Different Bone Types

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Bone Types
Long Bones: Long bones are hard, dense bones that provide strength and mobility. The thigh bone the femur is a long bone. Some bones in the fingers are classified as long bones, even though they are short in length.
Short Bones: Their primary function is to provide support and stability with little to no movement. Examples of these bones include the tarsals in the foot and the carpals in the hand.
Flat bones: These bones are expanded into broad, flat plates, as in the cranium, the ilium, sternum and the rib cage.
Irregular Bones: Irregular bones serve various purposes in the body, such as protection of nervous tissue, and maintaining pharynx and trachea support, and tongue attachment (the hyoid bone).
Sesamoid Bones: A small independent
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Examples are where the teeth are held to their bony sockets and at both the radioulnar and tibiofibular joints.

Classification of Joints
Fibrous joints
Fibrous: This type of joint is held together by only a ligament. Examples are where the teeth are held to their bony sockets and at both the radioulnar and tibiofibular joints.
Classification of joints
Cartilaginous: These joints occur where the connection between the articulating bones is made up of cartilage for example between vertebrae in the spine.
Synovial Joints
Synovial: Synovial joints are by far the most common classification of joint within the human body. There are 6 types of synovial joints which are classified by the shape of the joint and the movement available.

6 different types of synovial joints:
A hinge joint is a common class of synovial joint that includes the ankle, elbow, and knee joints. Hinge joints are formed between two or more bones where the bones can only move along one axis to flex or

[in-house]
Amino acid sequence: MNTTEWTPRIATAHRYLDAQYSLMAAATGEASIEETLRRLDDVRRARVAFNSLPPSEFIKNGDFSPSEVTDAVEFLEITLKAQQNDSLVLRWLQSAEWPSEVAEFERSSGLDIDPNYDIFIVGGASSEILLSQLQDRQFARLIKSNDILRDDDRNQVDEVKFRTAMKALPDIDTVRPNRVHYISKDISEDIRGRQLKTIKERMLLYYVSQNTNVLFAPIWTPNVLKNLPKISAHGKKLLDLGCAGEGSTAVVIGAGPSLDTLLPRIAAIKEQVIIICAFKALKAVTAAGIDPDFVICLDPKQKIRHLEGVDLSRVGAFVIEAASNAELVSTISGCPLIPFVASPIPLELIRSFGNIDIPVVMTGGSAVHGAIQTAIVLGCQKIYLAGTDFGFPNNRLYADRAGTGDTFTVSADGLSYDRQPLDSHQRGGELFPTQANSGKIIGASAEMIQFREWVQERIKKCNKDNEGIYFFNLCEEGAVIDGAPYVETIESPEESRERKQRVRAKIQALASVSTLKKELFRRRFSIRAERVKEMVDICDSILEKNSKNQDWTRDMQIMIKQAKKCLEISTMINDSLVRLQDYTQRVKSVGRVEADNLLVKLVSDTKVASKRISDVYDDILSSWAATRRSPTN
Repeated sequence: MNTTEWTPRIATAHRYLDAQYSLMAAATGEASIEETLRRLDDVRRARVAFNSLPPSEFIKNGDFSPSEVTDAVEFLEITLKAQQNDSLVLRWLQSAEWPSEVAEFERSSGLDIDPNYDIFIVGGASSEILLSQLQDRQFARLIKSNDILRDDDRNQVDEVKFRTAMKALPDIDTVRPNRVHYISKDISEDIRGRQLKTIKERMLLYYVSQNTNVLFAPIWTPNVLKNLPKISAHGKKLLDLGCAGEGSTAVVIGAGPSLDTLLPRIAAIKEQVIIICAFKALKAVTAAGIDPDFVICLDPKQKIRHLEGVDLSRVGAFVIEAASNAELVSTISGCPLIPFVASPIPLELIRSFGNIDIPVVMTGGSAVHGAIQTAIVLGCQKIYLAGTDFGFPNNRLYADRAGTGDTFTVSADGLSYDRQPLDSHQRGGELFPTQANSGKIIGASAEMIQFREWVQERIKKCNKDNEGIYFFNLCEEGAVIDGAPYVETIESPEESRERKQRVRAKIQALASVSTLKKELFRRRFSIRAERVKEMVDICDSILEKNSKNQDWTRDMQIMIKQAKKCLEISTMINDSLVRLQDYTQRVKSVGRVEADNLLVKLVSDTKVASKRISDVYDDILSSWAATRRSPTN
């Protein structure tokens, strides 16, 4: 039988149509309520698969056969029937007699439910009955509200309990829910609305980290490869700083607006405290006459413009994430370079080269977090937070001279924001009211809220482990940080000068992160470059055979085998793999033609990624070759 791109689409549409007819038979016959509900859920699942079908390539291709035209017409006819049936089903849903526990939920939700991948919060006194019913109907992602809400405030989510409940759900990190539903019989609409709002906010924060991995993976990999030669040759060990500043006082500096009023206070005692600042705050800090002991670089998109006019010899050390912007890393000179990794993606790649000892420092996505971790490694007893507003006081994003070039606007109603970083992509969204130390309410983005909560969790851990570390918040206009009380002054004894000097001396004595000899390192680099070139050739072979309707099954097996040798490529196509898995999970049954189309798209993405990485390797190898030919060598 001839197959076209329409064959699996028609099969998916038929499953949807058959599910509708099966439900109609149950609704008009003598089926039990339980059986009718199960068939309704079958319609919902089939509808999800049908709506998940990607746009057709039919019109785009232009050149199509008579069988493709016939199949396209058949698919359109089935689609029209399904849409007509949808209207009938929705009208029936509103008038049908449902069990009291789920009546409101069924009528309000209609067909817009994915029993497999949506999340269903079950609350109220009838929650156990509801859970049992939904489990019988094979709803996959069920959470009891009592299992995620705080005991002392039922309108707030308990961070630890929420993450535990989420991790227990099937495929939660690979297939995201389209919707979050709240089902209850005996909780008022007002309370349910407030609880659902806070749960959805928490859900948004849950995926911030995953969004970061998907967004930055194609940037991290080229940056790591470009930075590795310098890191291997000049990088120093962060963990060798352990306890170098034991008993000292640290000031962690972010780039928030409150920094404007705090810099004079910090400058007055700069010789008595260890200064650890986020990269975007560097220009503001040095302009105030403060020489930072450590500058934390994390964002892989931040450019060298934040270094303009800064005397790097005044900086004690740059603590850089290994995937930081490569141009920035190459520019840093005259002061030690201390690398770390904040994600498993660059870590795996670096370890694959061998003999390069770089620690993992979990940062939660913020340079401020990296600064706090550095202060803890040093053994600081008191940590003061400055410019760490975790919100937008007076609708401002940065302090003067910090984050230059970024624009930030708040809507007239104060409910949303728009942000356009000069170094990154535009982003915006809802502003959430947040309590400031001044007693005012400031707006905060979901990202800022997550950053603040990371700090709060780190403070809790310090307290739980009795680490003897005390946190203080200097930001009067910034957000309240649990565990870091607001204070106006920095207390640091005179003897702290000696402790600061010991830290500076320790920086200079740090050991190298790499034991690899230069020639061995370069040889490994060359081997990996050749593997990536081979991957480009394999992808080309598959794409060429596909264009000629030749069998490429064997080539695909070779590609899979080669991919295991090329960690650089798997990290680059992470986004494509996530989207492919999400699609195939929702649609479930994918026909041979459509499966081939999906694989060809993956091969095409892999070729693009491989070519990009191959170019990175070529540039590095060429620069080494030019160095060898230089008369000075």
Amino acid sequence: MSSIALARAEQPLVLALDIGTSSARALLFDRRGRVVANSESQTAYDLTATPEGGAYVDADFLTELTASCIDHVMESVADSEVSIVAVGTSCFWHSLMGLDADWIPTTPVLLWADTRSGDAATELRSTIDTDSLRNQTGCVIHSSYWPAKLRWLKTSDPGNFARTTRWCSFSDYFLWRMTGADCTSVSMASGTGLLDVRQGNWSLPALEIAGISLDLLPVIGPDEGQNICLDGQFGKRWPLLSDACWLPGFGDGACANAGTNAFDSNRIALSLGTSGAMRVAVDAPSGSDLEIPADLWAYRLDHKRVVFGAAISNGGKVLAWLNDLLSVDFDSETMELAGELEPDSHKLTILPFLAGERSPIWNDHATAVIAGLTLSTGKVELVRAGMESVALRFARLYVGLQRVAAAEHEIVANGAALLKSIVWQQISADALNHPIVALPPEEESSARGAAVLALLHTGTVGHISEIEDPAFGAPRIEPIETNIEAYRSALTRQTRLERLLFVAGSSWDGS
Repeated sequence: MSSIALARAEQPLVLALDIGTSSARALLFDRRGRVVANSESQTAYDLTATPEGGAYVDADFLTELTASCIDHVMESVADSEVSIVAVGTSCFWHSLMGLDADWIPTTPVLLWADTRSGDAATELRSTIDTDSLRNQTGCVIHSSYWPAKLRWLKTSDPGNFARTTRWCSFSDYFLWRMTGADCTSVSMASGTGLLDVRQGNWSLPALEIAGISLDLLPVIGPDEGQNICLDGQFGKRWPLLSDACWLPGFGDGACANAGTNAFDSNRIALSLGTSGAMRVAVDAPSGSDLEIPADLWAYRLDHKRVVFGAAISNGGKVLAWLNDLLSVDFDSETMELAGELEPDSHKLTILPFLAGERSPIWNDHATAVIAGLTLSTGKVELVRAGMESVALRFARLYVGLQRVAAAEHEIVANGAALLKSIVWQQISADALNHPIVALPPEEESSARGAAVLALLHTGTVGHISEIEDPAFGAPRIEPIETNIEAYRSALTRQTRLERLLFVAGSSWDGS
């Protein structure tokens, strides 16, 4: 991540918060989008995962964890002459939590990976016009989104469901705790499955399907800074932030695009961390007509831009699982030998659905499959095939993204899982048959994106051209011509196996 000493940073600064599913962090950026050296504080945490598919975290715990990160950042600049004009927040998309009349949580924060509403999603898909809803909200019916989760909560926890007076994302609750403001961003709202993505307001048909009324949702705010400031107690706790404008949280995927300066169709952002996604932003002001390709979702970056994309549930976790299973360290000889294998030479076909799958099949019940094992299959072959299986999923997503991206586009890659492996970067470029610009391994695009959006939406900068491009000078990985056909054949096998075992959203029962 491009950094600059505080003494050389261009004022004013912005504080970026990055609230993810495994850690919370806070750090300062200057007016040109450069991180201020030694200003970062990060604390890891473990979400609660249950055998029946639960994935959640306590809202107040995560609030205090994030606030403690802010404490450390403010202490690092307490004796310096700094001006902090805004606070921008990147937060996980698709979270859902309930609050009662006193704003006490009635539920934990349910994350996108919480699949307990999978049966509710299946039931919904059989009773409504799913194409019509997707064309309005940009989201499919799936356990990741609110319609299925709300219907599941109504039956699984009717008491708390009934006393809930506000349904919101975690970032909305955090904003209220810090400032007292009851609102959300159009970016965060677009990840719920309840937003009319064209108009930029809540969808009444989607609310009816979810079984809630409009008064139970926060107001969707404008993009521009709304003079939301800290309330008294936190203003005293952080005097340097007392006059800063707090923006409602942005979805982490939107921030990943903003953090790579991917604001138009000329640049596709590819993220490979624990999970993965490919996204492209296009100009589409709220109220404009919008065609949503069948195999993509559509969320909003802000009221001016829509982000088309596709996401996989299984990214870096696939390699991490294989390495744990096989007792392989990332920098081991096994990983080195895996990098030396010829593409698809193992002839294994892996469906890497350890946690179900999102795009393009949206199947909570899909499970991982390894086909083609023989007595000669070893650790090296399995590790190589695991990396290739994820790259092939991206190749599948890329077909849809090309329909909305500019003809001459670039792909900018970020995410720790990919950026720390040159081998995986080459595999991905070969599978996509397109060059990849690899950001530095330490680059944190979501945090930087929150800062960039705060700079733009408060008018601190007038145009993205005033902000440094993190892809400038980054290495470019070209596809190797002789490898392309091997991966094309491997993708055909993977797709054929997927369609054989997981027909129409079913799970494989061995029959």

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For example, a stable rib cage and spine enable the lungs to fully inflate when breathing. Conditions such as osteoporosis of the spine and broken ribs can alter the shape of the chest and impair this vital body function.
The skeleton provides support to the body and keeps the internal organs in their proper place. The strong bones of the spine, pelvis and legs enable people to stand upright, supporting the weight of the entire body.
The skeletal bones are held together by ligaments, and tendons attach the muscles to the bones of the skeleton. The muscular and skeletal systems work together as the musculoskeletal system, which enables body movement and stability.
The skeleton protects the internal organs from damage by surrounding them with bone. Bone is living tissue that is hard and strong, yet slightly flexible to resist breaking. The strength of bone comes from its mineral content, which is primarily calcium and phosphorus. The flexibility is due to a substance called collagen. Examples of important protecting bones of the skeleton include the skull, spinal column and rib cage, which protect the brain, spinal cord, and heart and

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